Jerome (Max Minghella) and Vince (Ethan Suplee) are angst-ridden art students. 'Art School Confidential' takes on love, hipsters and crime
If "Art School Confidential" were an exhibition piece, it would be a collage of contrasting, clashing styles and tones. It begins as a rambunctious college comedy in the vein of "Animal House," digresses into a sharp-fanged satire of paint-smeared dilettantes, meanders into straight romance and winds up a murder mystery. It's a ruckus, veering from one picaresque episode to the next in its eagerness to debunk Hollywood clichés and art world stereotypes, but I prefer untidy novelty to paint-by-numbers storytelling any day. Bless this mess.
The characters are bitingly funny caricatures. The foreground figure is Jerome (Max Minghella), a naïve newcomer to the Strathmore Academy. The students are a Diane Arbus gallery of black-clad faux-hemians, burnouts, snide phonies and dopers. Jerome sincerely aspires to become a 21st-century Picasso, partly to express his considerable talent, but mostly so he can replicate his role model's gluttonous sex life. His roommates, a fey fashion major (Nick Swardson) and a male chauvinist film student (Ethan Suplee of TV's "My Name Is Earl") are working through their own issues. The moviemaker grumbles that he has to fit a love story into his true-crime documentary because "half the audience is skanks." The role of sex, hostility and self-pity in forming the artistic temperament is one of the film's recurring themes.
Crushing Jerome's fantasies is the bitter comic business of the movie. The faculty is know-it-alls and know-nothings. Prof. Sandiford (John Malkovich), who pontificates about creativity, teaches Jerome's life-drawing course, though he paints nothing but triangles ("I was one of the first," he boasts).
Jerome's a skilled portraitist, therefore unpopular among his classmates, who rave over each other's horrendous scribbles. His work catches the eye of pretty figure model Audrey (Sophia Myles), whose father is a famous painter. Jerome sees her as his muse. Audrey, whose romantic wanderings are varied to say the least, sees Jerome as a promising talent and a nice kid to have coffee with, but her interests lie with Jonah (Matt Keeslar), a handsome older student whose prosaic stick-figure images have taken the school by storm. "It's as if he's unlearned everything," gushes one fan.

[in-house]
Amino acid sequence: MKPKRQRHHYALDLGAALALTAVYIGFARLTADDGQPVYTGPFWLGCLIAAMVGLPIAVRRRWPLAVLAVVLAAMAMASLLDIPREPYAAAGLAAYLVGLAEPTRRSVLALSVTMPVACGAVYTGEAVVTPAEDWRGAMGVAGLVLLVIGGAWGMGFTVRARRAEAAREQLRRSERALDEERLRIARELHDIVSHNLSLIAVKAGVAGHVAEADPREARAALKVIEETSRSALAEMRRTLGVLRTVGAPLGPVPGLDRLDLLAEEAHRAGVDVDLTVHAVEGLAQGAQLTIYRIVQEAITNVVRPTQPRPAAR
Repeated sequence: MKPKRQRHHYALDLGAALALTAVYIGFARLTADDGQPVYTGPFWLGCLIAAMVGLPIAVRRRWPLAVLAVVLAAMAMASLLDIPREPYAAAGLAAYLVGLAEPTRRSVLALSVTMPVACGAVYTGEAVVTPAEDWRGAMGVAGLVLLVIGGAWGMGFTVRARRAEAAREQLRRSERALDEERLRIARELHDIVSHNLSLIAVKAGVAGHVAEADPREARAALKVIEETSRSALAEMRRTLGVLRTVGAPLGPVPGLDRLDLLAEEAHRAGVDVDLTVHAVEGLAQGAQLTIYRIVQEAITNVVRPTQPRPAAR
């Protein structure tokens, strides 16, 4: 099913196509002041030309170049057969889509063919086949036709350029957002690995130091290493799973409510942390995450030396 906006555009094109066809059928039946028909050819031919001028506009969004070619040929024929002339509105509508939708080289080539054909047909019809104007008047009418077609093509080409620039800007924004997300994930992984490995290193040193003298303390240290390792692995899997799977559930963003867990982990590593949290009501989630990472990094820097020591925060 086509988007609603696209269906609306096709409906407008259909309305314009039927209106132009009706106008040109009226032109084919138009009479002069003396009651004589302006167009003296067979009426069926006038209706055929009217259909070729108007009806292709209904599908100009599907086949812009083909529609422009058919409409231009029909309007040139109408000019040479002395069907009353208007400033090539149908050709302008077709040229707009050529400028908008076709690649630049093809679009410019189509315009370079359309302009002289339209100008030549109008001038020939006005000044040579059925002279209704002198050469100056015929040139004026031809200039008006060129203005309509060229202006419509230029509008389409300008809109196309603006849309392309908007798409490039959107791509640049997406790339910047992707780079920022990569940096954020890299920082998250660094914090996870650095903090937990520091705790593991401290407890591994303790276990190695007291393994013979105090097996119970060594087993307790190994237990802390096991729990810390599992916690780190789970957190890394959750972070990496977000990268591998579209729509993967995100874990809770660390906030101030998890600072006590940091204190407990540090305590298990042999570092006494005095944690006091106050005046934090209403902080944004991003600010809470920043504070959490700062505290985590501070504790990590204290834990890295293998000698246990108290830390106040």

Suffering for his art, the heartbroken Jerome seeks out the company of Strathmore's least-distinguished alum, Jimmy (Jim Broadbent). Jimmy represents the dead end people can reach when they abuse the artist's license to be eccentric, difficult, rude and temperamental. Jimmy lives alone in a tenement and paints morbid tributes to the Strathmore strangler, who has killed half a dozen victims recently. "All of humanity is too stupid to live," he rails, his eyes radiating raw hatred. Jerome, freshman that he is, begins to parrot Jimmy's contemptuous line, placing himself under police suspicion. The finale brings the worlds of art, crime and romance into alignment, with Jerome bruised but wiser.
The film is directed by the idiosyncratic Terry Zwigoff, whose love of nerdy heroes and hipster humor gave us the irreplaceable "Crumb,"Ghost World" and "Bad Santa."Art School Confidential" isn't a success on that scale, but grading it on the curve against the middling crop of studio comedies presently in release, it gets a solid B.
The setup: A naive student learns that the art world isn't pretty.
Rating: R for language including sexual references, nudity and a scene of violence.